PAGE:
A new book Against the Hypothesis of the End of Privacy suggests that privacy has not declined, but has become cyclical
For over a decade, numerous voices have claimed that online privacy is dead, due to users disclosing their personal details in social media and fuelling government mass surveillance. Just released, a new book entitled Against the Hypothesis of the End of Privacy, suggests that privacy has not declined, but has become cyclical.
Beyond the discourse of the 'end of privacy'
A team of researchers has just published a book demonstrating that online privacy is still alive and thriving. Against the Hypothesis of the End of Privacy: An Agent-Based Modelling Approach to Social Media (published by Springer in the series SpringerBriefs in Digital Spaces), challenges the received wisdom that massive content-sharing on social media inevitably tolls the doom of privacy as we know it. This has long been one of the prevailing discourses in internet studies, and particularly younger generations have often been described as prone to live open digital lives. "We use new socio-computational methods to assess these claims”, says Antonio A. Casilli from Telecom ParisTech, one of the authors. “Our findings radically change the understanding of the way people behave in the social web”.
"We were intrigued when we discovered that the hypothesized 'end of privacy' is only one of the possible outcomes of the interactions of social media users - and not necessarily the most likely to occur," adds Paola Tubaro from the University of Greenwich, who led the research. "Over time, average privacy first slightly decreases, only to increase steeply afterwards. Despite an initial surrendering of privacy, a counter-tendency kicks off: social media users start protecting themselves when they feel that their private sphere is threatened."
After analyzing historical series of conflicts around privacy, the researchers in collaboration with Yasaman Sarabi (U. of Greenwich) developed an agent-based modelling tool to study the social networks of users of popular online platforms. The software, released under GNU General Public Licence, can be freely downloaded (see link below). It is in this way that the team evidenced that online sharing is more strategic and controlled than might be expected. Careless self-disclosure is far from being a trend. At aggregate level, social media users are negotiating their privacy among them and with platform owners. They are still keen on protecting their personal information: "The recent scandal around NSA mass surveillance is the latest episode of public outcry, in a long list of reactions to erosions of users' control over their data", says Tubaro.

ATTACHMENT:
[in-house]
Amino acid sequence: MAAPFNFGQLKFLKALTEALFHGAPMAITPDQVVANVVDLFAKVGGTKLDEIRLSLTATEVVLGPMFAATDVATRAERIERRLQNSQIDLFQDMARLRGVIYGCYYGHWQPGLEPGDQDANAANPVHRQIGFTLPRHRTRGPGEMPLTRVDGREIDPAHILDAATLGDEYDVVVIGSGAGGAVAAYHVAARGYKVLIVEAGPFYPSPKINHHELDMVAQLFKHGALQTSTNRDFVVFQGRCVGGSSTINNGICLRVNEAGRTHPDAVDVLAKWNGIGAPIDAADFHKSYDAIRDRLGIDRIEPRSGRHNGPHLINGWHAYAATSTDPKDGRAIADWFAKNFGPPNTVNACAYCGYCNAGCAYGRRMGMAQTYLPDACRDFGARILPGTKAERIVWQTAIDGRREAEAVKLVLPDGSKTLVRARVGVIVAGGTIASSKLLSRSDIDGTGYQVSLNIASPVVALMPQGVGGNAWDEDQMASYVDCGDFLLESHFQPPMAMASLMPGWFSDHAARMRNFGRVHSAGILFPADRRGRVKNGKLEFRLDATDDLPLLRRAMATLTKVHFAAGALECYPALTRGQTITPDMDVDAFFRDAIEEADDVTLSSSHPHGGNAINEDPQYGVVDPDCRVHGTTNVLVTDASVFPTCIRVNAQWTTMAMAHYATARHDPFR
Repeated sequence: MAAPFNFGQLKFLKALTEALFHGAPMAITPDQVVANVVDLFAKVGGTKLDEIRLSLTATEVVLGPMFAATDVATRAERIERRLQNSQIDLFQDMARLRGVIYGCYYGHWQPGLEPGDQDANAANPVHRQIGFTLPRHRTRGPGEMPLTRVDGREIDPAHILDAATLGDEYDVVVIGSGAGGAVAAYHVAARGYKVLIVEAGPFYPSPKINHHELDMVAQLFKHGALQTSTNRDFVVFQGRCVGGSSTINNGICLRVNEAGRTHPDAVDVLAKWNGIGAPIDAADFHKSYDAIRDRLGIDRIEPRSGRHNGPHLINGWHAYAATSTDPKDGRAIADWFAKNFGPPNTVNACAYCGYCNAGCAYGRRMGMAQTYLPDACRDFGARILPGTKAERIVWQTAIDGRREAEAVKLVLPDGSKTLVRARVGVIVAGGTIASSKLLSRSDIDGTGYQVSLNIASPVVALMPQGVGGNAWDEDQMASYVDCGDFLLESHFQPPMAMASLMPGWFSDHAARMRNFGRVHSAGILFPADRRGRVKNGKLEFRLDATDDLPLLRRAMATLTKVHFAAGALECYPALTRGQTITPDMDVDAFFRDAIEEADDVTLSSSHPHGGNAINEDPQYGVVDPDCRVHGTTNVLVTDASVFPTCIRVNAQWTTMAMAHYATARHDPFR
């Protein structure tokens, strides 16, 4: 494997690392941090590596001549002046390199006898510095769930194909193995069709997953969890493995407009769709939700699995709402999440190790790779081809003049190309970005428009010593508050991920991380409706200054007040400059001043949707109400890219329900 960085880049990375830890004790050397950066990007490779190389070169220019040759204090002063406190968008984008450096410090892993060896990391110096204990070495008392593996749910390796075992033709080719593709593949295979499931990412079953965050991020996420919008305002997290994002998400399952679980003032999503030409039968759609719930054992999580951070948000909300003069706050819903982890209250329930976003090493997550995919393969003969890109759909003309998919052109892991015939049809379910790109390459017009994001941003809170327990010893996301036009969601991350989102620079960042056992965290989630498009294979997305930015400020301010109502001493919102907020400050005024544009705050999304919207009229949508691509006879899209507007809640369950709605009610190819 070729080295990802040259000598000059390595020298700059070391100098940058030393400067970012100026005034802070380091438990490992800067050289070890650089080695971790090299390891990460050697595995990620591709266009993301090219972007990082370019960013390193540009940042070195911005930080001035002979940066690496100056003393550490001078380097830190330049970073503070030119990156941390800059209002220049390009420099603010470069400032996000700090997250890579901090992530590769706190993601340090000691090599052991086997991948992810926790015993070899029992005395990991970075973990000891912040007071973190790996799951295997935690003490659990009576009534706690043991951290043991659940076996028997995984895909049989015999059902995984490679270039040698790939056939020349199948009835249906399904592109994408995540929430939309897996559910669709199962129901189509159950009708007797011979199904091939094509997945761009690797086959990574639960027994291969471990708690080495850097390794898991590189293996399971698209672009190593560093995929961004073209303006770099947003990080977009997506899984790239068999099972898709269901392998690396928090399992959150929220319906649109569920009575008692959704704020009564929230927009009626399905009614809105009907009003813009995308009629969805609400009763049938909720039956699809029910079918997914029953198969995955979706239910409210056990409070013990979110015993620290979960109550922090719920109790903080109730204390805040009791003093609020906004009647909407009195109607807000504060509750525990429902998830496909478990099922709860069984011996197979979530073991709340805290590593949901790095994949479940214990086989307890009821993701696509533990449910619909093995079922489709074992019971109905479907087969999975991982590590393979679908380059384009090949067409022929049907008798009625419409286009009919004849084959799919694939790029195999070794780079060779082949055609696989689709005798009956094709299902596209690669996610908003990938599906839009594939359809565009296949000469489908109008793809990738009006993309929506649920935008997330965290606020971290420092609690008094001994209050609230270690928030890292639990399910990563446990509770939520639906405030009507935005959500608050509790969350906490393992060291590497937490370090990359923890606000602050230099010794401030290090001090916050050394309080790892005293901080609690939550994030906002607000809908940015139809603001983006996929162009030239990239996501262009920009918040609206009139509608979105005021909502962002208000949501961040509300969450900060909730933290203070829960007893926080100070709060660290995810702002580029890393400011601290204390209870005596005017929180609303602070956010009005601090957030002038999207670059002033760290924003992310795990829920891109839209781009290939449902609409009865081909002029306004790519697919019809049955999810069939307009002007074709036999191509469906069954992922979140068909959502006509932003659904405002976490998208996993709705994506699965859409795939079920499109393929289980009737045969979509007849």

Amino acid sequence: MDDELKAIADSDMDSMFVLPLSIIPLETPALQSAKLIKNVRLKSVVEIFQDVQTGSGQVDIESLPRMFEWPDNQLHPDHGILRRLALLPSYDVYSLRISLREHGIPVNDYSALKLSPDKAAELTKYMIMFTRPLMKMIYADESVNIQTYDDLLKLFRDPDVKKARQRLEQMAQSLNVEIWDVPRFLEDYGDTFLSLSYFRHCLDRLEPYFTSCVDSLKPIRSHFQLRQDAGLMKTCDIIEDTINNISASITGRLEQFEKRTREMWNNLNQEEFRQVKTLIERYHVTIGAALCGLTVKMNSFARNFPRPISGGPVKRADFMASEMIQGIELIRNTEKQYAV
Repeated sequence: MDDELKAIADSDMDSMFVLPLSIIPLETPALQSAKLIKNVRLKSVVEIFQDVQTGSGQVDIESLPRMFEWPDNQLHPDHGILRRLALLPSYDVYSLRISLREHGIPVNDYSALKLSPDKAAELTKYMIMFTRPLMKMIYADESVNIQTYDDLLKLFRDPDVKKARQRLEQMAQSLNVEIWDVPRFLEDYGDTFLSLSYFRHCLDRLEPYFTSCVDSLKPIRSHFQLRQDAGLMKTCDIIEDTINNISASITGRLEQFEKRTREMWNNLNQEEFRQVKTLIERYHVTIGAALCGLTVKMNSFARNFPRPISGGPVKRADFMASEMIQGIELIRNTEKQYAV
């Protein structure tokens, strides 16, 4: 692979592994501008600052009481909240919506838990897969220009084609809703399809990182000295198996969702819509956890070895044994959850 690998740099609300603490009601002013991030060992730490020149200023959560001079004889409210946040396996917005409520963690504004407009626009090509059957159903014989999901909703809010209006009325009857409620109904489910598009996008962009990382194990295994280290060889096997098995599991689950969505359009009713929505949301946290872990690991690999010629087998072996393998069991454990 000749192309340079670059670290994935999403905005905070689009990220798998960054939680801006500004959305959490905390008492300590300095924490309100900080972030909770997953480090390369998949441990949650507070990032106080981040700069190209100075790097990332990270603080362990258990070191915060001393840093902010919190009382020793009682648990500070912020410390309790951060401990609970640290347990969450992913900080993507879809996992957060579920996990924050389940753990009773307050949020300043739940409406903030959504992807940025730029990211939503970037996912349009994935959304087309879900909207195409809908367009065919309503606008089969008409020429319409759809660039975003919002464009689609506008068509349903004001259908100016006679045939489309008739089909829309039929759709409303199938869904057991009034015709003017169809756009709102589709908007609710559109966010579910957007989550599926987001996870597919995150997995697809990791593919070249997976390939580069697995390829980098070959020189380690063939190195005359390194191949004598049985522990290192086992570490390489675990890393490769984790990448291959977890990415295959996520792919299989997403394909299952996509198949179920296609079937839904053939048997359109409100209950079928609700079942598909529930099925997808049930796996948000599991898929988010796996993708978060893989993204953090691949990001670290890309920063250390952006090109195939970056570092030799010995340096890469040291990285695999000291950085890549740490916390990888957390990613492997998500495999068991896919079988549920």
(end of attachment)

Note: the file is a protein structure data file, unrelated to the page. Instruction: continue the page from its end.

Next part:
Why public-by-default ignites privacy cycles
The surprising results presented in the book are at odds with other views of the social web. Jeff Jarvis famously advocated the idea of the advent of "publicness" as the new standard for today's connected lives, and it is a common idea in the field of internet studies that users display paradoxical attitudes towards privacy. Especially with younger generations, it seems rather easy for web companies to track online behaviours and to mine personal data.
According to Casilli: "The actual paradox, our study shows, is that the very intervention of social networking service providers unchains users' reactions. Every 6 to 8 months, services like Facebook create some privacy incidents by publishing new information on their users. And when this happens, privacy starts moving in cycles: providers try to forcefully drop it to nil, users set it back up to maximum protection, and so on in potentially endless fluctuation... Web companies' interventions are not only short-lived, they eventually backfire."
A socio-computational pamphlet for policy-makers
The book is a short essay in three parts: the theoretical framework of the study, the experiments and results, and the policy recommendations. "We wanted to make a concise, provocative text", explains Casilli. "It's a scientifically informed pamphlet, intended to influence policy-makers and public debate. Think Jonathan Swift—with computational tools."
If the research indicates that a networked society is able to develop antidotes to attempts to forcefully impose total disclosure, warn the authors, this conclusion should not be taken as a defence of political laissez-faire. "Privacy authorities and users' associations", insists Tubaro, "should remain vigilant. Regulators should put in place appropriate provisions to protect users' rights to control their personal information, and regulate internet companies at supra-national and inter-governmental levels."
According to the authors, this book is a first step towards a better understanding of these effects, which may help policy-makers plan more successful strategies in the future.